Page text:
You can see that the revised G5 is identical to the original version in design. Logitech hit a winner with this one, which is why we see it on the MX500, MX510, MX518, G5, G7… *catches breath*. The braided cord has made a return, and it’s one feature I’ve come to enjoy. It just looks far better than a bland plastic cord.

Here are a few glamour shots:

Let’s move onto the software aspect of the mouse and conclude with our final thoughts.



Software, Final Thoughts

Logitech SetPoint hasn’t changed much in the past few years, and the latest release is not much different. The first screen you’ll see has a picture of the mouse, and allows you to switch to a different mouse if you have more than one installed. You can configure each button to your liking. I am simple… and tend to like the way it’s set up from the get go, so I didn’t change anything.

The gaming section is a lot more robust this time around. As is becoming the norm, you can change your report rate from between 125Hz – 1000Hz, with 500Hz being the default. Also interesting to note is that you can now change the DPI on each axis, instead of both at once. This would prove useful in a variety of genres. First one that comes to mind is a flight sim, where you might want to turn slowly but ascend/descend with loose controls.

I’m happy to see Logitech has upgraded their software to cater more to hardcore gamers. Most will not want to configure their axis sensitivity individually, but it’s nice to know the option is there.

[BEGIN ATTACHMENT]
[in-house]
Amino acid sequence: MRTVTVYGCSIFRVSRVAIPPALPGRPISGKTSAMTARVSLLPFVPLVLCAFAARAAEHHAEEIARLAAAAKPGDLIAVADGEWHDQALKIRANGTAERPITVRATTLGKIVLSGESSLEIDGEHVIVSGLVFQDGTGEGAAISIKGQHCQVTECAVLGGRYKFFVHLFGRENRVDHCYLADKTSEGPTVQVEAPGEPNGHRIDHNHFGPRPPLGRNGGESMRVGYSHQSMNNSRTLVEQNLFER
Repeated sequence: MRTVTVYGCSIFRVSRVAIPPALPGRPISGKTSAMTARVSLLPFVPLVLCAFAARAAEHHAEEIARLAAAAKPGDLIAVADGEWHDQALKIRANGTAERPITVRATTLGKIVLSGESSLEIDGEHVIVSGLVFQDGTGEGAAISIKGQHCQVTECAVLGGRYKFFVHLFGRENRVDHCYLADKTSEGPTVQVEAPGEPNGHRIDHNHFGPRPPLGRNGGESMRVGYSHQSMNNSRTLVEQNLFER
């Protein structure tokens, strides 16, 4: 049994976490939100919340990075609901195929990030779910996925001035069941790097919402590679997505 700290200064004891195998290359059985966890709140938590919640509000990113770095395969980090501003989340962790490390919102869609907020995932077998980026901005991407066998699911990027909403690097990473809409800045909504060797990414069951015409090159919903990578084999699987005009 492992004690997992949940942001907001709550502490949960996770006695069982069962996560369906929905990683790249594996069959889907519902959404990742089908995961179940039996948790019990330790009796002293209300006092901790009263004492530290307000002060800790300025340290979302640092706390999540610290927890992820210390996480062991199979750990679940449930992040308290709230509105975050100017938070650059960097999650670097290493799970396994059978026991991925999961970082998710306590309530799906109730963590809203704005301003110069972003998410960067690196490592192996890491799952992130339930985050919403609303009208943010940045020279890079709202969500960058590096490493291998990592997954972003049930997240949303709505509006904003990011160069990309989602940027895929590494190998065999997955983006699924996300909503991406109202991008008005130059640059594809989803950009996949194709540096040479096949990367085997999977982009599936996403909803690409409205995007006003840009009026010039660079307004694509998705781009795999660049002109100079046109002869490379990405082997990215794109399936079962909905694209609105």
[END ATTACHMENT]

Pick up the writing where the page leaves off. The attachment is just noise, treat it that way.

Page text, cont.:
Final Thoughts

There is not much to say regarding the mouse, because it’s all been said before. I’ve said it in my MX518 review, Drew has said it in his G5 review and Greg has said it in his G7 review. Logitech has a good thing going, and it’s hard to dislike anything they put out. The mouse is comfortable and jam-packed with functionality.

As for the upgrades that Logitech doesn’t really boast about, it’s nice to have an additional side button, as it really should have been there from the beginning. Now we just need a second thumb button on the G7 and we’ll be good to roll. The upgraded sensor is something difficult to touch on, but I didn’t really notice anything amazing. I believe the primary upgrade refers to the software which allows you to handle polling. The actual sensor itself may be upgraded as well, but I didn’t find a problem with the original, so I was not sure what to look for here.

If you own the original G5, this probably is not worth the upgrade price considering it’s near identical, just with a few new updates. If a second thumb button is that important to you, then it will be worth picking up simply because it’s a mouse you are already used to.

To elaborate on what I touched on in the intro, this mouse might be a little difficult to find in stock, anywhere. I perused a few e-tailer and price comparison websites and couldn’t find them available anywhere. There is undeniable demand for this mouse though, so some e-tailers would be wise to get them in stock, alongside the original.

All of that said, I am awarding the revised G5 mouse an 8 out of 10. We gave the original a 9 out of 10, so you might wonder why I am docking a point here. The reason is that this is simply a rehash of an already successful mouse. It doesn’t bring anything new to the table, which is why Logitech is keeping so quiet about it.

Since the G5 was released, we’ve seen numerous variations, but nothing that warrants added excitement. The G5 upgrade should not be taken lightly, as it’s a great mouse. I’d just like to see Logitech bring something new to the table, rather than revamped versions of the same mice we’ve seen many times before.